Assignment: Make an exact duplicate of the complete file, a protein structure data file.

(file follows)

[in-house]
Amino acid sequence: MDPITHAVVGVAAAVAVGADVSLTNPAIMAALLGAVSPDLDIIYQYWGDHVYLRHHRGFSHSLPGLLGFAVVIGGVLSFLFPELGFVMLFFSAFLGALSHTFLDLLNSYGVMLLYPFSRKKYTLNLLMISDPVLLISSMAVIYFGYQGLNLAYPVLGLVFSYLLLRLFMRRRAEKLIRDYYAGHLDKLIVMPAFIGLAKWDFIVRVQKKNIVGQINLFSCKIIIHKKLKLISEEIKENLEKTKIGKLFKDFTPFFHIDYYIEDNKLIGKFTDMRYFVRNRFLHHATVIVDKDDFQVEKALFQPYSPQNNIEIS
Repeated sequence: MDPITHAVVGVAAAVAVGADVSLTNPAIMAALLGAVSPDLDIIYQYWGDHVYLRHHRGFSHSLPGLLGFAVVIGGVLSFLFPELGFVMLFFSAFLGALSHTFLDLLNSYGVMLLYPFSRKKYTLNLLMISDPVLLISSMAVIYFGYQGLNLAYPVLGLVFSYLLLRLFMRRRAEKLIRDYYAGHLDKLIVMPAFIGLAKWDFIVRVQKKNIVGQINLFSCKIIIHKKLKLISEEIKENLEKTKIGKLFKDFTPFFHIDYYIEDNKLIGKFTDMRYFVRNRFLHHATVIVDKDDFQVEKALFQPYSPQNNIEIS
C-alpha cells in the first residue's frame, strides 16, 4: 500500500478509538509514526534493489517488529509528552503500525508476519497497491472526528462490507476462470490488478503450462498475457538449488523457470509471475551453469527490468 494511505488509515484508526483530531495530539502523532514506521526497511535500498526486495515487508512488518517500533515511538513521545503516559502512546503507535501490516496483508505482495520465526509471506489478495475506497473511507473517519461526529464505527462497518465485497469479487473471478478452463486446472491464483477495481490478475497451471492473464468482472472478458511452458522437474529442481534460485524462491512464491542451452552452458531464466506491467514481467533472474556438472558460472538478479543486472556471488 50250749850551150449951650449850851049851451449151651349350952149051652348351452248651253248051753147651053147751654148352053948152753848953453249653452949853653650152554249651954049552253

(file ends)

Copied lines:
[in-house]
Amino acid sequence: MDPITHAVVGVAAAVAVGADVSLTNPAIMAALLGAVSPDLDIIYQYWGDHVYLRHHRGFSHSLPGLLGFAVVIGGVLSFLFPELGFVMLFFSAFLGALSHTFLDLLNSYGVMLLYPFSRKKYTLNLLMISDPVLLISSMAVIYFGYQGLNLAYPVLGLVFSYLLLRLFMRRRAEKLIRDYYAGHLDKLIVMPAFIGLAKWDFIVRVQKKNIVGQINLFSCKIIIHKKLKLISEEIKENLEKTKIGKLFKDFTPFFHIDYYIEDNKLIGKFTDMRYFVRNRFLHHATVIVDKDDFQVEKALFQPYSPQNNIEIS
Repeated sequence: MDPITHAVVGVAAAVAVGADVSLTNPAIMAALLGAVSPDLDIIYQYWGDHVYLRHHRGFSHSLPGLLGFAVVIGGVLSFLFPELGFVMLFFSAFLGALSHTFLDLLNSYGVMLLYPFSRKKYTLNLLMISDPVLLISSMAVIYFGYQGLNLAYPVLGLVFSYLLLRLFMRRRAEKLIRDYYAGHLDKLIVMPAFIGLAKWDFIVRVQKKNIVGQINLFSCKIIIHKKLKLISEEIKENLEKTKIGKLFKDFTPFFHIDYYIEDNKLIGKFTDMRYFVRNRFLHHATVIVDKDDFQVEKALFQPYSPQNNIEIS
C-alpha cells in the first residue's frame, strides 16, 4: 500500500478509538509514526534493489517488529509528552503500525508476519497497491472526528462490507476462470490488478503450462498475457538449488523457470509471475551453469527490468 494511505488509515484508526483530531495530539502523532514506521526497511535500498526486495515487508512488518517500533515511538513521545503516559502512546503507535501490516496483508505482495520465526509471506489478495475506497473511507473517519461526529464505527462497518465485497469479487473471478478452463486446472491464483477495481490478475497451471492473464468482472472478458511452458522437474529442481534460485524462491512464491542451452552452458531464466506491467514481467533472474556438472558460472538478479543486472556471488 50250749850551150449951650449850851049851451449151651349350952149051652348351452248651253248051753147651053147751654148352053948152753848953453249653452949853653650152554249651954049552253